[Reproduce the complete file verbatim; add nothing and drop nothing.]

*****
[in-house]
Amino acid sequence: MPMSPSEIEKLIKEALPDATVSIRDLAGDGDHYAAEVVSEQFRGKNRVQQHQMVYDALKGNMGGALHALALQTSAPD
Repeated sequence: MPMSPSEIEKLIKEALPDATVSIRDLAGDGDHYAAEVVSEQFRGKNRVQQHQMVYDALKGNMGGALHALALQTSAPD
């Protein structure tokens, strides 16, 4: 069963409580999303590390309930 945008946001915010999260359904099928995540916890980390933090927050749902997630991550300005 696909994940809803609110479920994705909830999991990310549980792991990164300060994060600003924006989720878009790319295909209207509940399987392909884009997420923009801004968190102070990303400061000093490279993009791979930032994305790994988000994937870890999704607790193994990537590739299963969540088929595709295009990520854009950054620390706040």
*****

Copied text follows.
[in-house]
Amino acid sequence: MPMSPSEIEKLIKEALPDATVSIRDLAGDGDHYAAEVVSEQFRGKNRVQQHQMVYDALKGNMGGALHALALQTSAPD
Repeated sequence: MPMSPSEIEKLIKEALPDATVSIRDLAGDGDHYAAEVVSEQFRGKNRVQQHQMVYDALKGNMGGALHALALQTSAPD
């Protein structure tokens, strides 16, 4: 069963409580999303590390309930 945008946001915010999260359904099928995540916890980390933090927050749902997630991550300005 696909994940809803609110479920994705909830999991990310549980792991990164300060994060600003924006989720878009790319295909209207509940399987392909884009997420923009801004968190102070990303400061000093490279993009791979930032994305790994988000994937870890999704607790193994990537590739299963969540088929595709295009990520854009950054620390706040």